The collection, maintenance, and use of location-based (geospatial) information are essential to federal agencies carrying out their missions. Geographic information systems (GIS) are critical elements used in the areas of homeland security, healthcare, natural resources conservation, and countless other applications. GAO was asked to review the extent to which the federal government is coordinating the efficient sharing of geospatial assets, including through Office of Management and Budget (OMB) oversight. GAO’s report on this matter, Geospatial Information: Better Coordination Needed to Identify and Reduce Duplicative Investments (GAO-04-703), is being released today. GAO’s testimony focuses on the extent to which the federal government is coordinating the sharing of geospatial assets, including through oversight measures in place at the Office of Management and Budget (OMB), in order to identify and reduce redundancies in geospatial data and systems.

OMB, cross-government committees, and individual federal agencies have taken actions to coordinate geospatial investments across agencies and with state and local governments. However, these efforts have not been fully successful due to (1) a complete and up-to-date strategic plan is missing. The existing strategic plan for coordinating national geospatial resources and activities is out of date and lacks specific measures for identifying and reducing redundancies, (2) federal agencies are not consistently complying with OMB direction to coordinate their investments, and (3) OMB’s oversight methods have not been effective in identifying or eliminating instances of duplication. This has resulted from OMB not collecting consistent, key investment information from all agencies. Consequently, agencies continue to independently acquire and maintain potentially duplicative systems. This costly practice is likely to continue unless coordination is significantly improved. http://www.gao.gov/products/GAO-04-824T

 

Geographic Information Systems: Challenges to Effective Data Sharing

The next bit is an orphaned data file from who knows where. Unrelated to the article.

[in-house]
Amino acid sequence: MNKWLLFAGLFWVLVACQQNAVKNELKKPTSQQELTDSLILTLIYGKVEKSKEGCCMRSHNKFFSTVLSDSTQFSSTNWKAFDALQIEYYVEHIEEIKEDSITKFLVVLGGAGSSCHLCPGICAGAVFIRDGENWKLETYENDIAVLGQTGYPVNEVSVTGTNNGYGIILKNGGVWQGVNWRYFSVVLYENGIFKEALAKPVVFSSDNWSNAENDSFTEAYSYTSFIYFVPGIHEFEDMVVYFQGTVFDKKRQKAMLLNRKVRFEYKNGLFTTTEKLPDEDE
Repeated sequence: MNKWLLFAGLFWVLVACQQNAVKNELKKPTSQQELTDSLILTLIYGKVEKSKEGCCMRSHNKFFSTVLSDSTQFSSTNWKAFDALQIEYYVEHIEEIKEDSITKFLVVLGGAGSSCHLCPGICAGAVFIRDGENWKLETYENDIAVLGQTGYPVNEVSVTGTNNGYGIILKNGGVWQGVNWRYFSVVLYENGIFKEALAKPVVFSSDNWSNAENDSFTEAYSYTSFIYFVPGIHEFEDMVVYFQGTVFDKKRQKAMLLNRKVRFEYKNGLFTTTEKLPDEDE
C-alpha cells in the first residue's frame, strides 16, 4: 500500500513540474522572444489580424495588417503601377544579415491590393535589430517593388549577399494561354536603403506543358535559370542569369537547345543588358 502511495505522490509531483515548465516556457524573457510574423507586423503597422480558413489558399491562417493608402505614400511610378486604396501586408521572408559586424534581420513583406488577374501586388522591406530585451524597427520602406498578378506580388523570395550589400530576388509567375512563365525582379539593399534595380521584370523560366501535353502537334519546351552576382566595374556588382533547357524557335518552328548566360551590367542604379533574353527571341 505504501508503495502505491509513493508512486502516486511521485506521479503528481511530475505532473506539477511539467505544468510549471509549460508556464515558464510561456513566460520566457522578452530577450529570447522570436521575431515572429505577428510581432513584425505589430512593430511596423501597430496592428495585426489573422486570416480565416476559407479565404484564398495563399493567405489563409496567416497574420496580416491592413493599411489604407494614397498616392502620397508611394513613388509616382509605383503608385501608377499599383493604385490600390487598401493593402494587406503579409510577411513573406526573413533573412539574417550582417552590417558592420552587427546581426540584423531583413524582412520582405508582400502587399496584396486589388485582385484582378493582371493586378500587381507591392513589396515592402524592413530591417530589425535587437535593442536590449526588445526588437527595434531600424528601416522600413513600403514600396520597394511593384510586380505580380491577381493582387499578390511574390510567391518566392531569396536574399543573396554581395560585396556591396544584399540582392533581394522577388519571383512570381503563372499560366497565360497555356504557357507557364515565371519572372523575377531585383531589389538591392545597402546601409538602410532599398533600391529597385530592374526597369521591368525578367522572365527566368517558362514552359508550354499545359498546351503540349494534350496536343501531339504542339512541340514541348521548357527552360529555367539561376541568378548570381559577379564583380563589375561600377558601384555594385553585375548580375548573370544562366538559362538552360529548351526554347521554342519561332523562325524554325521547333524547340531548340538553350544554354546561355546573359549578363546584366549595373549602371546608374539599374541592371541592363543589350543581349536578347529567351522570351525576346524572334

GAO-03-874T June 10, 2003

Geographic information systems (GIS) manipulate, analyze, and graphically present an array of information associated with geographic locations, have been invaluable to all levels of government. Their usefulness in disaster response was recently demonstrated during the Space Shuttle Columbia recovery effort. GIS provided precise maps and search grids to guide crews to the debris that was strewn across 41 counties in Texas and Louisiana. The federal government has long been attempting to develop an integrated nationwide GIS network. The information available through such a network could significantly enhance decision–making in myriad public–service areas, including emergency response, national security, law enforcement, health care, and the environment. Among GAO’s objectives were to describe the federal government’s efforts to coordinate GIS activities, the long-standing challenges of adopting and implementing federal GIS standards, and the role of Geospatial One-Stop.

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White House Moves Towards Cloud Computing

The Briefing Room: The Blog
Streaming at 1:00 In the Cloud
Tuesday, September 15th, 2009
Posted by Vivek Kundra, U.S. Chief Technology Officer
Today, I am excited to announce that we have launched Apps.gov to help continue the President’s initiative to lower the cost of government operations while driving innovation within government. I’ll be discussing this in a speech at the NASA Ames Research Center at 1:00 EDT – watch the speech live here [UPDATE: This event has now concluded].